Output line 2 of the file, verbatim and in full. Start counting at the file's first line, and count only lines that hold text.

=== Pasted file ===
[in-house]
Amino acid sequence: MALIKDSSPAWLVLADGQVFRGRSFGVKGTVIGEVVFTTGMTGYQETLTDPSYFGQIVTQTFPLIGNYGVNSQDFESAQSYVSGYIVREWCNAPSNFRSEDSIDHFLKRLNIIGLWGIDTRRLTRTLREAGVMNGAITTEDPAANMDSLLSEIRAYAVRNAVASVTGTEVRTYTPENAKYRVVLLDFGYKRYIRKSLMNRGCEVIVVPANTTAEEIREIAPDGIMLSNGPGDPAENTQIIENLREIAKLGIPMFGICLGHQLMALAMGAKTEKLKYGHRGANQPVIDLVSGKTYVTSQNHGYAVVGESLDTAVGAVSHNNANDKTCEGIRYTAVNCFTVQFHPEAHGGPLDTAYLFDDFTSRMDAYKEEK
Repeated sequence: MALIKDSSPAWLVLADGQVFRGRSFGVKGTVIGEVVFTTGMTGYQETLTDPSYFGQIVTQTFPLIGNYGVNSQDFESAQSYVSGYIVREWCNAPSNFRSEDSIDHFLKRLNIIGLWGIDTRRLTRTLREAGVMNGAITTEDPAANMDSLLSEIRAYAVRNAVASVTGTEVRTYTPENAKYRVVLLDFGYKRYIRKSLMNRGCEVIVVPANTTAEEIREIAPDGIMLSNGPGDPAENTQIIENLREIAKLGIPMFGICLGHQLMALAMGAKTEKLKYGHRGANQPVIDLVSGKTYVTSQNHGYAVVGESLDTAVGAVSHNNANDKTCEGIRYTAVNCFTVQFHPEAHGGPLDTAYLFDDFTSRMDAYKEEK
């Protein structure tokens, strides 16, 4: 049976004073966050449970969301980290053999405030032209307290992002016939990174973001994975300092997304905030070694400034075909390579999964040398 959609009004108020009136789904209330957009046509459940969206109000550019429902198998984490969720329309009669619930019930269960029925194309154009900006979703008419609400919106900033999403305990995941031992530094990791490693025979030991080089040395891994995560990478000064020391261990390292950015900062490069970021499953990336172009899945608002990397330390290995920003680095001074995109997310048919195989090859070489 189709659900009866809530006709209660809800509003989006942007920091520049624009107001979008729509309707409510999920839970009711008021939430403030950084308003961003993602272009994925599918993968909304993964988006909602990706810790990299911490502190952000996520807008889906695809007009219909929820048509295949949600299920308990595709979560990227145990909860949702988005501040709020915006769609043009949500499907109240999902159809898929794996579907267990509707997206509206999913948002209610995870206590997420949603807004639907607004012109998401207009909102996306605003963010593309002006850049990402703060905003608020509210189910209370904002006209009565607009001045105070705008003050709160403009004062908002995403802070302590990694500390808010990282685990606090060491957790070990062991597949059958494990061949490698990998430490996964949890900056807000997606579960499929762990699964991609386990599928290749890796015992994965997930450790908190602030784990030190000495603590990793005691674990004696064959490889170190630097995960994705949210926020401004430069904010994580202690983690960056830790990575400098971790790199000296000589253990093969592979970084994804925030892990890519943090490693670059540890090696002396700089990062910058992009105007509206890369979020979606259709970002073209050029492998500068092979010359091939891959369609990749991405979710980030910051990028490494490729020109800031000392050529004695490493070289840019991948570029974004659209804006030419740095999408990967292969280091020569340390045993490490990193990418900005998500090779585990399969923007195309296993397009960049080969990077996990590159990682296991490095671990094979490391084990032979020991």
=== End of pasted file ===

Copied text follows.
Amino acid sequence: MALIKDSSPAWLVLADGQVFRGRSFGVKGTVIGEVVFTTGMTGYQETLTDPSYFGQIVTQTFPLIGNYGVNSQDFESAQSYVSGYIVREWCNAPSNFRSEDSIDHFLKRLNIIGLWGIDTRRLTRTLREAGVMNGAITTEDPAANMDSLLSEIRAYAVRNAVASVTGTEVRTYTPENAKYRVVLLDFGYKRYIRKSLMNRGCEVIVVPANTTAEEIREIAPDGIMLSNGPGDPAENTQIIENLREIAKLGIPMFGICLGHQLMALAMGAKTEKLKYGHRGANQPVIDLVSGKTYVTSQNHGYAVVGESLDTAVGAVSHNNANDKTCEGIRYTAVNCFTVQFHPEAHGGPLDTAYLFDDFTSRMDAYKEEK